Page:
When you rely on a particular medicine, the last thing you want is for it to go out of stock. Not just temporarily out of stock, but unavailable for weeks, or even months, on end. That's what some people in the UK are currently facing, according to a new BBC report. It's easy to link common medicines being out of stock to Brexit, but apparently our imminent exit from the EU is not the cause of the drug shortage.
Every month, the Pharmaceutical Services Negotiating Committee (PSNC) publishes a list of drugs that are in such short supply that the Department of Health have agreed to pay a premium price for them. After analysing this list, the BBC found that there has been "a big rise" in the number of drugs deemed to be in short supply.
There are 80 medicines currently on the list. This is almost double the amount that appeared on the October list (which totalled 45). However, the BBC does note that there was a "spike" in November. The drugs on the list are used to treat a number of conditions including depression, high blood pressure (with a certain high blood pressure medication, Propranolol, also doubling up as a treatment for migraines), general pain and pain from menstrual cramps, and even nausea and vomiting caused by chemotherapy and radiation therapy.
Almost a third of the drugs on the December short supply list are included in the 500 most commonly prescribed medications, according to the BBC. Despite this figure, the director general of the British Generic Manufacturers Association, Warwick Smith, didn't use the word "shortage", calling it a "tightening of supply. It's normal for levels of availability to increase and decrease, which impacts prices."
So what exactly is causing the problem? Many have suggested Brexit. But according to experts, they are wrong. In a statement given to the BBC, a spokesperson for the Department of Health and Social Care spokesperson said: "We have not seen any evidence of current medicine supply issues linked to EU exit preparations."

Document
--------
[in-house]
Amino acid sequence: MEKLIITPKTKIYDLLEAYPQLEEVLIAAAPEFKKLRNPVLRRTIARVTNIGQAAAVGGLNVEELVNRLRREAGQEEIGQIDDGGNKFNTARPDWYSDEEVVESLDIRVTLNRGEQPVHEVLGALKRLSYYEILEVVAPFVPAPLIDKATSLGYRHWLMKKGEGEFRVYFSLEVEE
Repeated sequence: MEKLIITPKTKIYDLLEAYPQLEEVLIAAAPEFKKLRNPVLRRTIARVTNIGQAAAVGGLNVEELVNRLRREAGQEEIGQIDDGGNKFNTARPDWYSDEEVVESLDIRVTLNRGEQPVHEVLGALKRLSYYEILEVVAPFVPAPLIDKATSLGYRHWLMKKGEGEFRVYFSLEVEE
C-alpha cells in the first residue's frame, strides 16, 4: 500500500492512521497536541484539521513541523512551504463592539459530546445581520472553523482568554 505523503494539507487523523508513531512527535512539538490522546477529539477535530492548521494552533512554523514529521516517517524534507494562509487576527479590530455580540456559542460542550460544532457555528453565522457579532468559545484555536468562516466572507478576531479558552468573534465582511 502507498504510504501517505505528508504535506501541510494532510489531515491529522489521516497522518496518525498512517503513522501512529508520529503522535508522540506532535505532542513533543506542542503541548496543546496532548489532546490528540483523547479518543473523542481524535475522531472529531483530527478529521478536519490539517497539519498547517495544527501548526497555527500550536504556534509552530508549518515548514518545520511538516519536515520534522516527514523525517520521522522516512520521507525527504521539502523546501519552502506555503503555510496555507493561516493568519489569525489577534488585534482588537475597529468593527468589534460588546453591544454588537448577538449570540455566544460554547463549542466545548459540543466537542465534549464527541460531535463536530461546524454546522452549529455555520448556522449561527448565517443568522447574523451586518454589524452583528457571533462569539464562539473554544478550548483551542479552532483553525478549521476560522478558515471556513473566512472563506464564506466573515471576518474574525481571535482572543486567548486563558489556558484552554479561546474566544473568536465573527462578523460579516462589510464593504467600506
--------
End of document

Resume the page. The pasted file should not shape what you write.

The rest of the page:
The BBC reports that everything from higher costs due to global demand and exchange rate changes could be behind the problem. The PSNC said that the NHS could be to blame. By working out a good low cost deal with manufacturers, drugs companies may now be looking elsewhere to sell their products. It is possible that people personally stockpiling medication perhaps because of concerns around Brexit-related shortages could be worsening the problem. The government had already warned the public not to do this, only advising manufacturers to ensure they had at least six weeks worth' of drugs in the event of a no-deal Brexit.
One woman told the BBC's Victoria Derbyshire programme how she had been affected by the shortage. Melanie, who has fibromyalgia and hypermobility, said that her pharmacist had run out of her usual prescription medication, instead giving her ibuprofen which turned out to be ineffective. "I was in floods of tears with the pain — it was awful," she told the programme. "It makes a massive difference in my condition."
Similarly, at the end of October, Bustle reported on the number of people complaining about the unavailability of migraine prevention tablet Migraleve. Not only did these complaints reveal how a shortage in just one drug could affect lives but they also suggest that a supply problem in common medication may have been ongoing for a few months.
Brexit may not be directly to blame for this current shortage, but there's no guarantee that it will help the situation either. As with everything, only time will tell.